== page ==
Negative emissions technologies target the removal of carbon dioxide from the atmosphere as a way of combating global warming. Enhanced rock weathering (ERW) is a vital negative emissions technology that applied globally could remove gigatons of carbon dioxide per year from the atmosphere. In ERW, silicate minerals exposed to the atmosphere trap CO2 via mineral carbonation as thermodynamically stable carbonates. To obtain an atomic scale understanding of the weathering process and to design more reactive silicates for enhanced rock weathering, carbon dioxide adsorption on low Miller index wollastonite (CaSiO3) surfaces was modeled using density functional theory. Atomic scale structure of (100), (010), and (001) surfaces of wollastonite was predicted and the thermodynamics of their interaction with carbon dioxide was modeled. Based on surface energy calculations, (001) and (010) surfaces of wollastonite exhibit similar stabilities, while (100) surface is found to be least stable. Depending on the surface structure and chemistry, different carbon dioxide adsorption geometries are possible. A common trend emerges, wherein carbon dioxide adsorbs molecularly and demonstrates proclivity to bond with surface layer calcium and oxygen binding sites. Mechanisms for electronic charge transfer between the adsorbate and the substrate were studied to shed light on the fundamental aspects of these interactions. The most favorable bent dioxide geometry was bridged between calcium atoms, revealing that the enhancement of the likelihood of this geometry and binding site could pave the way to designing reactive silicates for efficient carbon dioxide sequestration via ERW.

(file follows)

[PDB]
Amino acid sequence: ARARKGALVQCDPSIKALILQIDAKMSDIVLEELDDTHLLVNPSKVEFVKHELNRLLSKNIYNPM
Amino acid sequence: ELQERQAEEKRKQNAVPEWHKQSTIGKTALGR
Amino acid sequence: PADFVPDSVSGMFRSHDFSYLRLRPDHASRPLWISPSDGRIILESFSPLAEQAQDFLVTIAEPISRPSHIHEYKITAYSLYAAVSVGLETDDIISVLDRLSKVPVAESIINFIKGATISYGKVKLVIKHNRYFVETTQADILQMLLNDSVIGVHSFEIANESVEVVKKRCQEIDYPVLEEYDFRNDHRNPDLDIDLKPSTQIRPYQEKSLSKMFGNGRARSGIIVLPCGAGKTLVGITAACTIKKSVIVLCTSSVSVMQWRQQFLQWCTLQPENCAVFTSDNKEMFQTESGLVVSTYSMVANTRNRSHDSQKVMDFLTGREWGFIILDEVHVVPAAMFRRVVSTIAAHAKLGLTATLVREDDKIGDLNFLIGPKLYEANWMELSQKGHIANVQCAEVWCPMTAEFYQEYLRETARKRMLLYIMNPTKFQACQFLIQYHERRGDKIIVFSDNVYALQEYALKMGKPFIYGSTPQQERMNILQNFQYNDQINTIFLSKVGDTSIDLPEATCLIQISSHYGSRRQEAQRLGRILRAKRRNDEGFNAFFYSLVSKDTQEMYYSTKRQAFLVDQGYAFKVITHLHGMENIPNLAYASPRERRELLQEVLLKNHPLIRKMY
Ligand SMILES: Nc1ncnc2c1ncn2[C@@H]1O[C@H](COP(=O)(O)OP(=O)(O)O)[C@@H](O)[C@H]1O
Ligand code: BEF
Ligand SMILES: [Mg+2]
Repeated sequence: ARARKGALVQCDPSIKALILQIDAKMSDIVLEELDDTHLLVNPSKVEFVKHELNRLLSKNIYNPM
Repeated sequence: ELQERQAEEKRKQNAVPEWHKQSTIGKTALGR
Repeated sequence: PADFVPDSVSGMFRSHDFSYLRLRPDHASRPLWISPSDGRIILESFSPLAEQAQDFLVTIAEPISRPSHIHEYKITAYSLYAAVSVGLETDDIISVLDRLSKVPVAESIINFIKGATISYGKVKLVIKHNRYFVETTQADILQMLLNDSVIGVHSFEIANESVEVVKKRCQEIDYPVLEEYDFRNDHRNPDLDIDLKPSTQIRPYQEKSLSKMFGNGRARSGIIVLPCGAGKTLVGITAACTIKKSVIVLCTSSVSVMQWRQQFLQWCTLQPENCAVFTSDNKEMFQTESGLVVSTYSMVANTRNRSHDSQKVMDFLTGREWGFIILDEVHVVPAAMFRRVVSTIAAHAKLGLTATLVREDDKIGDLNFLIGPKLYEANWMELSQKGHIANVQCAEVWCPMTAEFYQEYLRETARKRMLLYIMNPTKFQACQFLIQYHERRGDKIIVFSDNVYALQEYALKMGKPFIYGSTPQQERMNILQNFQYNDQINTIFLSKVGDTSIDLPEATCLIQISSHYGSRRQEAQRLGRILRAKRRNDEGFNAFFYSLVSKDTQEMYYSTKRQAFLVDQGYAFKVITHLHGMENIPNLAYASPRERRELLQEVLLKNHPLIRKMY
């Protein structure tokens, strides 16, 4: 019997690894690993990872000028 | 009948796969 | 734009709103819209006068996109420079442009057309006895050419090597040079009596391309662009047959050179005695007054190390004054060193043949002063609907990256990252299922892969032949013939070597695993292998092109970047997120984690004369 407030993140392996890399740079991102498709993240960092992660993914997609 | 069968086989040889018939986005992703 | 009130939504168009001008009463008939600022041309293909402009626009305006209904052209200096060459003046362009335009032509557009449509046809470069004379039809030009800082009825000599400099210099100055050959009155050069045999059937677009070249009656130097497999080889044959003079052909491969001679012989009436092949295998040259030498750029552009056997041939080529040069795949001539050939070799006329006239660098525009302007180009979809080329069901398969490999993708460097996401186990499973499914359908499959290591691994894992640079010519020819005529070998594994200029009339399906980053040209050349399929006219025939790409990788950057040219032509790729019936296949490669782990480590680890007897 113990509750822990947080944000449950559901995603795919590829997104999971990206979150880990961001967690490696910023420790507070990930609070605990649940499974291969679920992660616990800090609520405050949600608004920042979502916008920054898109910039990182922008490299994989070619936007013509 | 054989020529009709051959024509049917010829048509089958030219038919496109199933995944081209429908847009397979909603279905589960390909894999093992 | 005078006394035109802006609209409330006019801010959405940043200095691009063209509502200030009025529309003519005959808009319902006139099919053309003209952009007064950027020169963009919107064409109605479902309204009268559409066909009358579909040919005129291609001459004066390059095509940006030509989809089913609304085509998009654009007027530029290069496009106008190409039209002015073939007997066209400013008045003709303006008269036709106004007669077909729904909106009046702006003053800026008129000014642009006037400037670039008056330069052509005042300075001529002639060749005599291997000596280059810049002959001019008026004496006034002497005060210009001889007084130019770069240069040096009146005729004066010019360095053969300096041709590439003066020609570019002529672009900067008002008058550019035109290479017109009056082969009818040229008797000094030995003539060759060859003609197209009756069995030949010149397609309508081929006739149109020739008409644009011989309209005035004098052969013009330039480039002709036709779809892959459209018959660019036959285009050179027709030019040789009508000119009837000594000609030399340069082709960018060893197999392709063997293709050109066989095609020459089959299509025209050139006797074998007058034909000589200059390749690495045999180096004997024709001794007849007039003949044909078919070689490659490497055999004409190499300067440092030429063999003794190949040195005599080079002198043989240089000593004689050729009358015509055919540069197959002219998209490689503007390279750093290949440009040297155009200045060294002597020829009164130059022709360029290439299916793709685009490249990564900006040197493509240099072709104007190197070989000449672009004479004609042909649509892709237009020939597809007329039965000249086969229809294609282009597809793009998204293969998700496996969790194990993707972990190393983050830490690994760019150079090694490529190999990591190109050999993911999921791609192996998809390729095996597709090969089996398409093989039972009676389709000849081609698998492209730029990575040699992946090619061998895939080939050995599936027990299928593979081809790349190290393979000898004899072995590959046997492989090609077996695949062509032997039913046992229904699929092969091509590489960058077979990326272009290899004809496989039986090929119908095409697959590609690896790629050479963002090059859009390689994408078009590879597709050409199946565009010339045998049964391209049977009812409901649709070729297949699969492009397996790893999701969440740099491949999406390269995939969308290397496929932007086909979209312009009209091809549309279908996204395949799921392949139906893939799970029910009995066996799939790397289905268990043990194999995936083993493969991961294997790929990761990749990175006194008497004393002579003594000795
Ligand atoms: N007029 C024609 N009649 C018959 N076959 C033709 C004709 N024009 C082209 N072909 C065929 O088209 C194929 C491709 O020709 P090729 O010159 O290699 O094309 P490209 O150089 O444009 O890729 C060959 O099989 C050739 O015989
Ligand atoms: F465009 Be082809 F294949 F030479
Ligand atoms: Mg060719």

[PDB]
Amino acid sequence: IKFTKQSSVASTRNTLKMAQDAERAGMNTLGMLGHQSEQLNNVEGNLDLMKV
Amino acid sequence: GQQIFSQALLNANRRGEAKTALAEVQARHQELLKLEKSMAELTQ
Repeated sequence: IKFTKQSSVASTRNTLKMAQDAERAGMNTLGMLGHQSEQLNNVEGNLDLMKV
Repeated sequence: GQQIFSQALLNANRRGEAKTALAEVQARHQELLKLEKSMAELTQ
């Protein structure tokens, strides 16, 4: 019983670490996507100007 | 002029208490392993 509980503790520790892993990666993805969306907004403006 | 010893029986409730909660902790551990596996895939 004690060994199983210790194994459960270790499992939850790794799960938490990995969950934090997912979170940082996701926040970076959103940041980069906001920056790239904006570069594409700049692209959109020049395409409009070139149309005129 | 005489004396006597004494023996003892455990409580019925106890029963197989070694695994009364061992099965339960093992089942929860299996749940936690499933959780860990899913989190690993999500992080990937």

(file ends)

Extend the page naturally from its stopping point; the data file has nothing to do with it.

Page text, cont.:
Library of Congress Subject Headings
Wollastonite--Environmental aspects; Silicates--Environmental aspects; Carbon sequestration
Materials Science and Engineering (MS)
Department, Program, or Center
School of Chemistry and Materials Science (COS)
Luan, Brian, "Combating Global Warming: Modeling Enhanced Rock Weathering of Wollastonite Using Density Functional Theory" (2022). Thesis. Rochester Institute of Technology. Accessed from
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